Neighborhood Fixer Uppers: Do Home Improvement Loans Influence Crime Across Race and over Time?

Lexi M. Gill, Lyndsay N. Boggess, Alyssa W. Chamberlain

Research output: Contribution to journalArticlepeer-review

Abstract

There has been a renewed interest in moving back into cities, which are close to business districts and offer affordable and unique housing. However, the available housing is limited and may require renovation as available housing close to the citycenter is often located in more economically disadvantaged neighborhoods. Property repairs and upgrading contributes not only to the improvement of individual owners’ properties, but the neighborhood overall. This influx of new residents and subsequent investment in housing can impact neighborhood crime, but the majority of the research on housing and crime has focused largely on home mortgage loans. The current study extends the housing investment literature by using an underutilized data source: home improvement and refinance loans, which signal physical improvement in the housing stock. This process may be different for neighborhoods that have a higher prevalence of minority residents as historically these residents have been subjected to inequitable lending practices. The current study examines how revitalization efforts in Cleveland, Ohio have influenced crime rates for the years 2007 through 2017 with special attention paid to the interplay of neighborhood racial composition and home improvement loans. Results from fixed-effects panel analysis reveal that home improvement loans are associated with an increase in property but not violent crime rates overall. Splitting neighborhoods into predominantly Black versus all other neighborhoods, however, results show that higher rates of home improvement loans are associated with lower violent crime rates, but the effect is tempered in Black neighborhoods. This suggests that the relationship between home improvement loans and violent crime is more complicated and varies by neighborhood composition.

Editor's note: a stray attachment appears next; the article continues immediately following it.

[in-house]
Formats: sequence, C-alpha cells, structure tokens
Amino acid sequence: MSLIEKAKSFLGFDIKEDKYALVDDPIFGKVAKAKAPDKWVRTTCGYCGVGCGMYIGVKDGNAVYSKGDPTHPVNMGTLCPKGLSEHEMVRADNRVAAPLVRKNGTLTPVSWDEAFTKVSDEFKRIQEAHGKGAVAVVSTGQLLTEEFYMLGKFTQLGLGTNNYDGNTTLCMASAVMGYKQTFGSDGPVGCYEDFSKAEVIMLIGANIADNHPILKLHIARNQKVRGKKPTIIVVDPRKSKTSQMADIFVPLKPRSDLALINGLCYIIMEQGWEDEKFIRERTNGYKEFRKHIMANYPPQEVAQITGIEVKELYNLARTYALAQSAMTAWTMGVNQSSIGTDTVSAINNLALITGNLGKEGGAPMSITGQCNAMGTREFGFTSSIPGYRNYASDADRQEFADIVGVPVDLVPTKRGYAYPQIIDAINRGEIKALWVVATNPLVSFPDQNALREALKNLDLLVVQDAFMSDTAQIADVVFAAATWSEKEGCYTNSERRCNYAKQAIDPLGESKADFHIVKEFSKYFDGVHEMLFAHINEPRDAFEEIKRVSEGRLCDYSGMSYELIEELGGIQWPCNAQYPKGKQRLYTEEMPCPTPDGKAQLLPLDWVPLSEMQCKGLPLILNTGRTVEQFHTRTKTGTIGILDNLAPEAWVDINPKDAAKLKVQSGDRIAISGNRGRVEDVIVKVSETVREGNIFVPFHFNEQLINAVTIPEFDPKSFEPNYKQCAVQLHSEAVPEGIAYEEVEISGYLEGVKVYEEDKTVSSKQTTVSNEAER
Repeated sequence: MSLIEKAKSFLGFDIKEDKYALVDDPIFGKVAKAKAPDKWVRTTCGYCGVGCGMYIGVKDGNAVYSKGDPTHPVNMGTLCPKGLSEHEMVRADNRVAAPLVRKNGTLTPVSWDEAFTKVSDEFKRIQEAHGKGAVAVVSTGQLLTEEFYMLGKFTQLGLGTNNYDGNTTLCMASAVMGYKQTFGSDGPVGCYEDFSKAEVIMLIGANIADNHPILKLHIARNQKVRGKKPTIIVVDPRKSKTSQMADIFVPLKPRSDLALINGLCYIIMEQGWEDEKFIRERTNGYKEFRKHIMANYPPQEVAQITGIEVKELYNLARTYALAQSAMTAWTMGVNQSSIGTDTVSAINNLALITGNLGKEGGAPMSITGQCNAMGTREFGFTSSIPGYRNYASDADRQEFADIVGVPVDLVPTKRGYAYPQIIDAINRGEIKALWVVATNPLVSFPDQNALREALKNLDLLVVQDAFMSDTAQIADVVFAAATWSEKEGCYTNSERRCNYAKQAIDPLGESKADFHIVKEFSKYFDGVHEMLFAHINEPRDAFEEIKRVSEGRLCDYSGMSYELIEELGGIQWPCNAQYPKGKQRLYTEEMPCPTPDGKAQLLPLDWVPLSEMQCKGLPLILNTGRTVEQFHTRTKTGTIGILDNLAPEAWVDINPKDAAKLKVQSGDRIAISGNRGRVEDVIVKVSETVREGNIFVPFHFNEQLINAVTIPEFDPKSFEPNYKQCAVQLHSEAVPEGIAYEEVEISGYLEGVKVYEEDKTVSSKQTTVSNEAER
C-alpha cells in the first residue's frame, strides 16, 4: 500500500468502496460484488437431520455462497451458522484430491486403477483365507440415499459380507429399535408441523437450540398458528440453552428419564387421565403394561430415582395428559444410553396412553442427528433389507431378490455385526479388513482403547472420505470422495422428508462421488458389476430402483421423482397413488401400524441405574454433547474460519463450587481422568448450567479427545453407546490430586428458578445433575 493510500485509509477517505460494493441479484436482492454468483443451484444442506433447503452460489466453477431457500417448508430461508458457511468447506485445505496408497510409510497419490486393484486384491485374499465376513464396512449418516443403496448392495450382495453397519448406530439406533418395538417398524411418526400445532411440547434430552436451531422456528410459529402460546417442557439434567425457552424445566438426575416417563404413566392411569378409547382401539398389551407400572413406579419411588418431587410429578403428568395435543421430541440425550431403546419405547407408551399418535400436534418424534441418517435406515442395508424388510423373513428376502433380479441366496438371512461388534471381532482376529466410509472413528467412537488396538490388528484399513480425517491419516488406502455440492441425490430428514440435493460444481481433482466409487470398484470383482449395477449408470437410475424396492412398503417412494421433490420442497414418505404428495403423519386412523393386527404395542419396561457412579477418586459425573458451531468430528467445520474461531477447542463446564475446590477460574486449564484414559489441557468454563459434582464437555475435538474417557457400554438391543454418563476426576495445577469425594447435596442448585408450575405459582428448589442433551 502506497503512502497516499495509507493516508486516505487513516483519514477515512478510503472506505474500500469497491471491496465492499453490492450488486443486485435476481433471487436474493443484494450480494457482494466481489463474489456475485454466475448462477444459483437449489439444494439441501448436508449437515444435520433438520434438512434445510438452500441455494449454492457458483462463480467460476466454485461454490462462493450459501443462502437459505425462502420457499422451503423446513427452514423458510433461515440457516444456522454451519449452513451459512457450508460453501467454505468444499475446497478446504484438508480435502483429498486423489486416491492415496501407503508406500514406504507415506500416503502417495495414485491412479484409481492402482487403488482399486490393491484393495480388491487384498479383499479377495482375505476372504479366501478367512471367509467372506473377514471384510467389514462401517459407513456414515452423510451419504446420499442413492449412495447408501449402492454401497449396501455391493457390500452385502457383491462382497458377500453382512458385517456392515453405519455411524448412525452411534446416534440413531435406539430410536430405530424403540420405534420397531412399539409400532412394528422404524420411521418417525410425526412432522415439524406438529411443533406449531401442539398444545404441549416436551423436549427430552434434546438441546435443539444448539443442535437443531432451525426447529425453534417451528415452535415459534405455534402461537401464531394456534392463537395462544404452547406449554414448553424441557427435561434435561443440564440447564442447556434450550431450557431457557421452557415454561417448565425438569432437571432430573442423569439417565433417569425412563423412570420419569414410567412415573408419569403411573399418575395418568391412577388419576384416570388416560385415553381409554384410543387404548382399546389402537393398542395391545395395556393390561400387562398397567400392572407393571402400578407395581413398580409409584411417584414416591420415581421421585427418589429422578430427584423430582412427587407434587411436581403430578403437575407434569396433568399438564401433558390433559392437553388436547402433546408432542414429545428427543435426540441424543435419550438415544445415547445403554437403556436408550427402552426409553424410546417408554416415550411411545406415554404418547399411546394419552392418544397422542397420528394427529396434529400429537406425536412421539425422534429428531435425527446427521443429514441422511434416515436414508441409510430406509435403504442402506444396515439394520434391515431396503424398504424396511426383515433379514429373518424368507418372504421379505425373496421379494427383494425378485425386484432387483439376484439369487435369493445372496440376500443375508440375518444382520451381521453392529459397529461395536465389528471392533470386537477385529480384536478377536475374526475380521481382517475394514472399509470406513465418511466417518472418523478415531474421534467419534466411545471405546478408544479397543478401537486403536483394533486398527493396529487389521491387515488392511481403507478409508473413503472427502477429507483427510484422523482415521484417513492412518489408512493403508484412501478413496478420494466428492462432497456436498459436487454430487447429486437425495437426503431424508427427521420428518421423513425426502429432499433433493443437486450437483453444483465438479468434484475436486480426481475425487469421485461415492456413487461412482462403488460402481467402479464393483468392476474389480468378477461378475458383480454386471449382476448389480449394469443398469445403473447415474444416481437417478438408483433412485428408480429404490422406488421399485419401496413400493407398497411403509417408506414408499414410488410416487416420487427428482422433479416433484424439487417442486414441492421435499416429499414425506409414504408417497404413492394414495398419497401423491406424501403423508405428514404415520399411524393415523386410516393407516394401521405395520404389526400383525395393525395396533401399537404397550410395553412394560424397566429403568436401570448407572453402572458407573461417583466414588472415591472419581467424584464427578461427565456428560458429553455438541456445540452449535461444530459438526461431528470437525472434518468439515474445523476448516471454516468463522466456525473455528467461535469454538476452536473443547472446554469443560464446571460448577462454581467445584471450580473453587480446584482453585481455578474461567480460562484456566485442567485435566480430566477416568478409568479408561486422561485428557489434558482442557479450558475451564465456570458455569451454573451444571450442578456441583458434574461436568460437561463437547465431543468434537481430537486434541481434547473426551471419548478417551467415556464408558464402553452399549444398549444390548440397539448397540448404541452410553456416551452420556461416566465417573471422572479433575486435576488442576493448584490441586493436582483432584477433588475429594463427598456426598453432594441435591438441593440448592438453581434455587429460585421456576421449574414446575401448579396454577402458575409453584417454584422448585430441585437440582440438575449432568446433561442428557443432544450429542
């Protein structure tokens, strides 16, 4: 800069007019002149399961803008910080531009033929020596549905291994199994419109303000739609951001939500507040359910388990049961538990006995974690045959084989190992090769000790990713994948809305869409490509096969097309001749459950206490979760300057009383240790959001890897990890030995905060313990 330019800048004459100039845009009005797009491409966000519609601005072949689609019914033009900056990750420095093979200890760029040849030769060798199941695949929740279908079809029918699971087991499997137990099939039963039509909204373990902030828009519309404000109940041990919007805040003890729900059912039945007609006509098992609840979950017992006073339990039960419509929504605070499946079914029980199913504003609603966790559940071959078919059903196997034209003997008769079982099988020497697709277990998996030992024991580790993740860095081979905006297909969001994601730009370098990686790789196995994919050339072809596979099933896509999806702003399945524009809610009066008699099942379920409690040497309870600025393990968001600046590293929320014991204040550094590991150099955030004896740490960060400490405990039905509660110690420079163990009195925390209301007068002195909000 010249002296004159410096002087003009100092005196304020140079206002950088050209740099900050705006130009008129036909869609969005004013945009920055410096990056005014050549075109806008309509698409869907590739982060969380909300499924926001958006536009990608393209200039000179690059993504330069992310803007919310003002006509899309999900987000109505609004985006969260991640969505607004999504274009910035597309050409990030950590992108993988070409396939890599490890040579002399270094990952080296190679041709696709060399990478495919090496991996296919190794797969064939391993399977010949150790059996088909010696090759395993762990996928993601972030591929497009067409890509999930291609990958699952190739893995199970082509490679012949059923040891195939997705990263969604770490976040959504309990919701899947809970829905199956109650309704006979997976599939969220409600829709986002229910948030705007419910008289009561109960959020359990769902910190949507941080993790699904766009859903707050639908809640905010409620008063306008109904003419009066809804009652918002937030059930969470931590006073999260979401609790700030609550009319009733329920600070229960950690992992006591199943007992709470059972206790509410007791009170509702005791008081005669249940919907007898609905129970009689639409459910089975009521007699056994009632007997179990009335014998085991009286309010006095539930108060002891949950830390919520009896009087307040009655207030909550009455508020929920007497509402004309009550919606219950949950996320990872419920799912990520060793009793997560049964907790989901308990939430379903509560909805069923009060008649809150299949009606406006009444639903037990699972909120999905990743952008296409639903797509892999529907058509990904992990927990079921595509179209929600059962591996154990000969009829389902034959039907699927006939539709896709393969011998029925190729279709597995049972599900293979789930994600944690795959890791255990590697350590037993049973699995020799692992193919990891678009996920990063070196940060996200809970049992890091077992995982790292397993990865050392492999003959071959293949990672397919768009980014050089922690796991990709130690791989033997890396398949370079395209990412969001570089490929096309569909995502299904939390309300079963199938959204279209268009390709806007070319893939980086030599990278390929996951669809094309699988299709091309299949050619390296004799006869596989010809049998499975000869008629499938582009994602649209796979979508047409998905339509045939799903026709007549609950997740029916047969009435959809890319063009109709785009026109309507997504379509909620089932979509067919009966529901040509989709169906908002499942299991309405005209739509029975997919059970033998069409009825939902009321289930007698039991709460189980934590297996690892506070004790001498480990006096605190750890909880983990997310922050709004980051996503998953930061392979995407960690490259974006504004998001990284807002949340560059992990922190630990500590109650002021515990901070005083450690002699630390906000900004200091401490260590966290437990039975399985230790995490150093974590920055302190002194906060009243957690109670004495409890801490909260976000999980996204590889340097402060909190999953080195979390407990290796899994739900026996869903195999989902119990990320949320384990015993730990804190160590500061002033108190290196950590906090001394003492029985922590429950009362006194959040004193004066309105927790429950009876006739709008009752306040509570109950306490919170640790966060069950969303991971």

Original languageEnglish (US)
JournalAmerican Journal of Criminal Justice
DOIs
StateAccepted/In press - 2022

Keywords

  • Home improvement loans
  • Neighborhood effects
  • Property crime
  • Race
  • Social disorganization
  • Violent crime

ASJC Scopus subject areas

  • Law

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